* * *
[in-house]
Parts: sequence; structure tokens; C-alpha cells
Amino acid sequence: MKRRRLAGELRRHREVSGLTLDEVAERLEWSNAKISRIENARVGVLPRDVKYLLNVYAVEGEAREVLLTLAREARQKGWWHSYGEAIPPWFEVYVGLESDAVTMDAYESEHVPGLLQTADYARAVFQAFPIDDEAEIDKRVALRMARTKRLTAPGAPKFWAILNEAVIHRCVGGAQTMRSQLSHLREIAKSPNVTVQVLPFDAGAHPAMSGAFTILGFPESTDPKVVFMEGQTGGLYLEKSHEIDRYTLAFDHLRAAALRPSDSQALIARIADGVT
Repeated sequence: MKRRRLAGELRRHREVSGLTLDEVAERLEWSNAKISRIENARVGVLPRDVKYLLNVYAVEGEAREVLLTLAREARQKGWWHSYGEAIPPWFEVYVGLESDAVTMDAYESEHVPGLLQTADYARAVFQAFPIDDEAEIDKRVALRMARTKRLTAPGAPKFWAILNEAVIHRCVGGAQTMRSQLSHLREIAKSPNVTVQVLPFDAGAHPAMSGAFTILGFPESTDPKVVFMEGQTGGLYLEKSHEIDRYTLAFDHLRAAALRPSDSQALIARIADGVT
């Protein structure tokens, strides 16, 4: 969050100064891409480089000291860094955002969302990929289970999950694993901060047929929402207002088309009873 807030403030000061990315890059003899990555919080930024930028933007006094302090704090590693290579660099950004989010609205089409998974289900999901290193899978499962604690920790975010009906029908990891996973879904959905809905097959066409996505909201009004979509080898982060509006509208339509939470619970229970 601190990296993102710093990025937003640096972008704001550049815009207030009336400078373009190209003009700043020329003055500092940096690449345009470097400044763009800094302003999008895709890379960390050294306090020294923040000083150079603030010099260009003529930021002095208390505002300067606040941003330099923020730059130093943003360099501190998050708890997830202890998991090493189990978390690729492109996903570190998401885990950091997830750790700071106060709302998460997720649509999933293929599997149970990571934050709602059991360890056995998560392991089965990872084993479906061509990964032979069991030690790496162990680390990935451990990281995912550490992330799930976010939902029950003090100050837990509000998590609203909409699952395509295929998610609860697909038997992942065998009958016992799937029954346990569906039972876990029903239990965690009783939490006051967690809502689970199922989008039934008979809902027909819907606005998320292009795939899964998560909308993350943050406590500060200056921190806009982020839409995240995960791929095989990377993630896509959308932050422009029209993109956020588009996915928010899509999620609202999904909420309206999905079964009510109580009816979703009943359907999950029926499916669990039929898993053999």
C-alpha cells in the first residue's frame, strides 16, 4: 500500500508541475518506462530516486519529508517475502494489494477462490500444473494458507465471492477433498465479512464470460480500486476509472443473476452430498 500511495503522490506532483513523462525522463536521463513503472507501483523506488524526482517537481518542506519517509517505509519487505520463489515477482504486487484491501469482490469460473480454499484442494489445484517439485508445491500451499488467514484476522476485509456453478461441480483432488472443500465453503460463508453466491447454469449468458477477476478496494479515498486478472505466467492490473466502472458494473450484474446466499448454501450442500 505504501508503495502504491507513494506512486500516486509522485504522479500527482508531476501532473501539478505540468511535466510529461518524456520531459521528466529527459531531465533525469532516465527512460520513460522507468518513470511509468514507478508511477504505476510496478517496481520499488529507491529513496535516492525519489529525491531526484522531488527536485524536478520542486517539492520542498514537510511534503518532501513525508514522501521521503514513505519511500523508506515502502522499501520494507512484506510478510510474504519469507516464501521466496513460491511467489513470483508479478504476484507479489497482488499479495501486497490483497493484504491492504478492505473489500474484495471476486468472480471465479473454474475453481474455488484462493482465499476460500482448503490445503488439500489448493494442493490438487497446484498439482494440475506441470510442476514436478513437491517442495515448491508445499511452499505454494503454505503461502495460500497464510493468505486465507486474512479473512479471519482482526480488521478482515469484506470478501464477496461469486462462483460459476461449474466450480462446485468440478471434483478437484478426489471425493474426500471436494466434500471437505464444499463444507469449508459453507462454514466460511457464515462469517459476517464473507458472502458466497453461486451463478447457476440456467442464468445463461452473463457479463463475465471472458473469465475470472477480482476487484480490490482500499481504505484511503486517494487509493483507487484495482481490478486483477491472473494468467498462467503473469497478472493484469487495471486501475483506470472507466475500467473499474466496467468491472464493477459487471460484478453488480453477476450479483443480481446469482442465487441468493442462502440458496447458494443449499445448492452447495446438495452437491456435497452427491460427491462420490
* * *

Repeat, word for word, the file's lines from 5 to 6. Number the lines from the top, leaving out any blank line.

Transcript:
């Protein structure tokens, strides 16, 4: 969050100064891409480089000291860094955002969302990929289970999950694993901060047929929402207002088309009873 807030403030000061990315890059003899990555919080930024930028933007006094302090704090590693290579660099950004989010609205089409998974289900999901290193899978499962604690920790975010009906029908990891996973879904959905809905097959066409996505909201009004979509080898982060509006509208339509939470619970229970 601190990296993102710093990025937003640096972008704001550049815009207030009336400078373009190209003009700043020329003055500092940096690449345009470097400044763009800094302003999008895709890379960390050294306090020294923040000083150079603030010099260009003529930021002095208390505002300067606040941003330099923020730059130093943003360099501190998050708890997830202890998991090493189990978390690729492109996903570190998401885990950091997830750790700071106060709302998460997720649509999933293929599997149970990571934050709602059991360890056995998560392991089965990872084993479906061509990964032979069991030690790496162990680390990935451990990281995912550490992330799930976010939902029950003090100050837990509000998590609203909409699952395509295929998610609860697909038997992942065998009958016992799937029954346990569906039972876990029903239990965690009783939490006051967690809502689970199922989008039934008979809902027909819907606005998320292009795939899964998560909308993350943050406590500060200056921190806009982020839409995240995960791929095989990377993630896509959308932050422009029209993109956020588009996915928010899509999620609202999904909420309206999905079964009510109580009816979703009943359907999950029926499916669990039929898993053999």
C-alpha cells in the first residue's frame, strides 16, 4: 500500500508541475518506462530516486519529508517475502494489494477462490500444473494458507465471492477433498465479512464470460480500486476509472443473476452430498 500511495503522490506532483513523462525522463536521463513503472507501483523506488524526482517537481518542506519517509517505509519487505520463489515477482504486487484491501469482490469460473480454499484442494489445484517439485508445491500451499488467514484476522476485509456453478461441480483432488472443500465453503460463508453466491447454469449468458477477476478496494479515498486478472505466467492490473466502472458494473450484474446466499448454501450442500 505504501508503495502504491507513494506512486500516486509522485504522479500527482508531476501532473501539478505540468511535466510529461518524456520531459521528466529527459531531465533525469532516465527512460520513460522507468518513470511509468514507478508511477504505476510496478517496481520499488529507491529513496535516492525519489529525491531526484522531488527536485524536478520542486517539492520542498514537510511534503518532501513525508514522501521521503514513505519511500523508506515502502522499501520494507512484506510478510510474504519469507516464501521466496513460491511467489513470483508479478504476484507479489497482488499479495501486497490483497493484504491492504478492505473489500474484495471476486468472480471465479473454474475453481474455488484462493482465499476460500482448503490445503488439500489448493494442493490438487497446484498439482494440475506441470510442476514436478513437491517442495515448491508445499511452499505454494503454505503461502495460500497464510493468505486465507486474512479473512479471519482482526480488521478482515469484506470478501464477496461469486462462483460459476461449474466450480462446485468440478471434483478437484478426489471425493474426500471436494466434500471437505464444499463444507469449508459453507462454514466460511457464515462469517459476517464473507458472502458466497453461486451463478447457476440456467442464468445463461452473463457479463463475465471472458473469465475470472477480482476487484480490490482500499481504505484511503486517494487509493483507487484495482481490478486483477491472473494468467498462467503473469497478472493484469487495471486501475483506470472507466475500467473499474466496467468491472464493477459487471460484478453488480453477476450479483443480481446469482442465487441468493442462502440458496447458494443449499445448492452447495446438495452437491456435497452427491460427491462420490